When it came to purchasing ecological products, Denmark and Sweden led the pack (59% and 52% respectively), while Serbia (8%) and China (9%) were lowest.

"Green habits and consumption is generally high on the priority list of Scandinavian consumers," said Ulf Andersen, CEO for Synovate Scandinavia.

"There is relatively easy access to a range of eco-friendly products in most major grocery stores, and Scandinavian consumers are increasingly conscious of how products are produced and what additives might be in them. The Scandinavian "outdoor" way of life and focus on local produce also increases consumers' desire for eco-friendly products and behavior."

Denmark again led all the countries in organic food purchase (69%), while the next highest respondents were UAE, Mexico and Germany. Lowest purchasers of organic food were Indonesia (3%) and Japan (10%).

Robby Sutsayo, managing director for Synovate in Indonesia, said: "Indonesians are dealing with other huge issues right now, unfortunately. The impact of natural disasters is diverting people's attention from helping to improve ecology and the environment. Another disaster that has their attention is corruption by tax officials. Once these priorities are dealt with, there will likely be a little more attention to going green."

"A focus on organic food is going to take a long time to catch on among Japanese," said Rika Fujiki, managing director for Synovate Japan. "In 2008, there were some food security cases here, such as scams disguising food origin and food poisoning by imported processed food. People's understanding and attention to food security grew stronger, and organic products and natural food were in the spotlight. However, organic products are still expensive in Japan and accessibility is low. Price and convenience beat anxiety. In addition, the economy is not much improved after a prolonged recession. People would like to be green, but not with the extra cost."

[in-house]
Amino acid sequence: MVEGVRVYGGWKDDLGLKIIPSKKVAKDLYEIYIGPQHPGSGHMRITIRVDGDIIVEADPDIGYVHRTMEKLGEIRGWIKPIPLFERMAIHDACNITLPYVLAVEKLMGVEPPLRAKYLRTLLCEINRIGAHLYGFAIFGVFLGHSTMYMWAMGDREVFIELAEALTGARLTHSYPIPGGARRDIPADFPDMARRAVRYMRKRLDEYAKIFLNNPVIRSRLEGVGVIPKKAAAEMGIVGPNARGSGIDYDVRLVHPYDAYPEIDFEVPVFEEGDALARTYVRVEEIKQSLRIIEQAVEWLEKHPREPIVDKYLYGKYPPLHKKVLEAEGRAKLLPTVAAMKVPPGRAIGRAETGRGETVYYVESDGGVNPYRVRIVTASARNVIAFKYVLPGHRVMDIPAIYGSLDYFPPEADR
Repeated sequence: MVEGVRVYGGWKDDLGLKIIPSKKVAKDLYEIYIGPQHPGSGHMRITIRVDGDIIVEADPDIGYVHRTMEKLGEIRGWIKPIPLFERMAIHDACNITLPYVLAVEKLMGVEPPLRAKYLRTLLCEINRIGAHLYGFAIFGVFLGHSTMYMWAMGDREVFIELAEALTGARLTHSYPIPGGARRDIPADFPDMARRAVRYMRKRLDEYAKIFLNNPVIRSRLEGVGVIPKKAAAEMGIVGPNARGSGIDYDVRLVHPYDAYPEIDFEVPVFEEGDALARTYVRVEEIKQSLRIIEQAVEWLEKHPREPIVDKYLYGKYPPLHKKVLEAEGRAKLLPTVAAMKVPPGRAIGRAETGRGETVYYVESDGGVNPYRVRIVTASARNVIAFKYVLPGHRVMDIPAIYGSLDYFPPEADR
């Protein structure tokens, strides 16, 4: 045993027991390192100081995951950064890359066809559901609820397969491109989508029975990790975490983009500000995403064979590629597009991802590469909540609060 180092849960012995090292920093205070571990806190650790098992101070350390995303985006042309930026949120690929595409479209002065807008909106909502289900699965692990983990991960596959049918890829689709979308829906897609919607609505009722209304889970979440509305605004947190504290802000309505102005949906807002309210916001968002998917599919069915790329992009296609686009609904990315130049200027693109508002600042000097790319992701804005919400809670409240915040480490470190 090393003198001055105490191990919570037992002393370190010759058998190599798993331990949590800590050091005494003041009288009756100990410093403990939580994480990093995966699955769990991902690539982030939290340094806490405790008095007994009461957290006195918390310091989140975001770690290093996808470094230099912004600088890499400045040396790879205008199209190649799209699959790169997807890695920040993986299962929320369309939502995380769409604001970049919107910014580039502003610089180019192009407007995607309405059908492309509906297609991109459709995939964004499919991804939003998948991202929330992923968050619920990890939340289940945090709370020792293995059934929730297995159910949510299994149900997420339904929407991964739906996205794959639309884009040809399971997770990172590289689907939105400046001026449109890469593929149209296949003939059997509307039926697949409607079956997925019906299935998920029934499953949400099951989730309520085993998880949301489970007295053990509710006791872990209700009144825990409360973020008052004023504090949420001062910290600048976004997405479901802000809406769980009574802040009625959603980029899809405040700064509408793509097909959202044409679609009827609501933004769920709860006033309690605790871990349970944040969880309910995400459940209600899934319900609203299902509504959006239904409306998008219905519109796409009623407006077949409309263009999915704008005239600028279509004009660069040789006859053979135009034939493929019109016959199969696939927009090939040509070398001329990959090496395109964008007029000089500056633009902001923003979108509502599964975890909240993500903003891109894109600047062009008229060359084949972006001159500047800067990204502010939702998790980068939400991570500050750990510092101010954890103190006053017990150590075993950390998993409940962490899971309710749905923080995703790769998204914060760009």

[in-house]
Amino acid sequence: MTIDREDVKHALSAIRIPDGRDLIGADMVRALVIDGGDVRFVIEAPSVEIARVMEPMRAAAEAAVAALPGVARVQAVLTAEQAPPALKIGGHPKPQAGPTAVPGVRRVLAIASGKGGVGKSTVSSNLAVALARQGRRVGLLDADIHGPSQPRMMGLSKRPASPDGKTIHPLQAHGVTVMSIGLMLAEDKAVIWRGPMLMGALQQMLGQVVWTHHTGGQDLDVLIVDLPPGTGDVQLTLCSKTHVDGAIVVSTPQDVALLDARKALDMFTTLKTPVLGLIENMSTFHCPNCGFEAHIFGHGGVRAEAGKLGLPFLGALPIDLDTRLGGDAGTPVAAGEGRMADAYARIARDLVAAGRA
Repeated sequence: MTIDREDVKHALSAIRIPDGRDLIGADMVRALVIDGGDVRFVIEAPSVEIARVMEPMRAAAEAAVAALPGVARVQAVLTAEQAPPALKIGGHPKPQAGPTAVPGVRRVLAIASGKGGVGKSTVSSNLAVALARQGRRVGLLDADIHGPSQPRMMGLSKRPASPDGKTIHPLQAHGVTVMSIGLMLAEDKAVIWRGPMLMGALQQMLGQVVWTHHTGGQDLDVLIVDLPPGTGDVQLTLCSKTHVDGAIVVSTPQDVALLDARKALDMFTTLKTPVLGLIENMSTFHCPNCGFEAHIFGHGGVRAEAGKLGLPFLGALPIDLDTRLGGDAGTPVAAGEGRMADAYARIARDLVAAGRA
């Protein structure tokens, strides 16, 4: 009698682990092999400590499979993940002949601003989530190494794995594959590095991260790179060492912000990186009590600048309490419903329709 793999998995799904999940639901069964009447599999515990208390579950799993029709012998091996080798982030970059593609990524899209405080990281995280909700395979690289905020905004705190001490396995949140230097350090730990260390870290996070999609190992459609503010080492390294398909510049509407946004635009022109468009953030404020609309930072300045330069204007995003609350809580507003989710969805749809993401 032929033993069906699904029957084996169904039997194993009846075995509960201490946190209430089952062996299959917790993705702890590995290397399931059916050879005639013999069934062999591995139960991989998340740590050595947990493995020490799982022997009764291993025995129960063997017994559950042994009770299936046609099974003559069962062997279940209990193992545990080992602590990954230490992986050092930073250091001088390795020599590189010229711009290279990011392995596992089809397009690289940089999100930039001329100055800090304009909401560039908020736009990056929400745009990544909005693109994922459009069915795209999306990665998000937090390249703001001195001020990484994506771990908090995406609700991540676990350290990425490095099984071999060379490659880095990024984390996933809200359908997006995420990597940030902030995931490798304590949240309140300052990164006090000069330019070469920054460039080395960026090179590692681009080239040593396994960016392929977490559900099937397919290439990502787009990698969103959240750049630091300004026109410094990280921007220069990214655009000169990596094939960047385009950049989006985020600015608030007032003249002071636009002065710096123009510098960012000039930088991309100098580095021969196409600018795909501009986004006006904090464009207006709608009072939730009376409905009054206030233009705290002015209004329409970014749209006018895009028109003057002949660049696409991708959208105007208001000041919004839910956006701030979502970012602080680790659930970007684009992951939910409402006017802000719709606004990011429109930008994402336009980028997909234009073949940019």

Interestingly, the three green habits studied did not directly correlate with each other - meaning, if someone did one habit, it did not automatically mean they did the others. As shown in the chart below, mainly very different countries led for each green behaviour.


"Correlation of green habits likely has a lot to do with availability," said Huijboom. "For example, Germany is quite good at buying organic but could do better at recycling. That's because they don't have a good system for collecting recyclables, which helps explain this. So the results don't necessarily mean that people don't want to be greener - it may just be that they can't. On the opposite end, the UK buys few ecological products, but is very good at recycling. Governments could certainly help increase their population's ability to engage in more green behaviour, and in a multi-faceted way, if they made all of this more available to their citizens.

"We also found that green attitudes and habits are not necessarily linked to macro trends in particular countries. Instead, they depend more on the micro factors within them," said Huijboom. "For instance, there are examples in the media of communities that are skeptical about global warming and its scientific predictions, but they still embrace clean energy habits based on economic, patriotic or spiritual reasons."

Continued Huijboom:
"There are also no clear continent patterns. For example, whilst Germany ranks second in organic food consumption, their Dutch neighbors are in the mid-lower portion of all three green categories despite how geographically close the two countries are."

In its analysis, Synovate also mapped all the answers to determine which countries' respondents are doing all they can to be green.

Countries were divided into the following four categories: 1) consumers that do all they can, 2) consumers that do the most they can, 3) consumers that do not do the most they can and 4) consumers that don't do anything. While Europe, Canada and USA appeared to have the most active green behaviour overall, and India, Serbia and Indonesia appeared the most inactive, Synovate said that this isn't necessarily the case.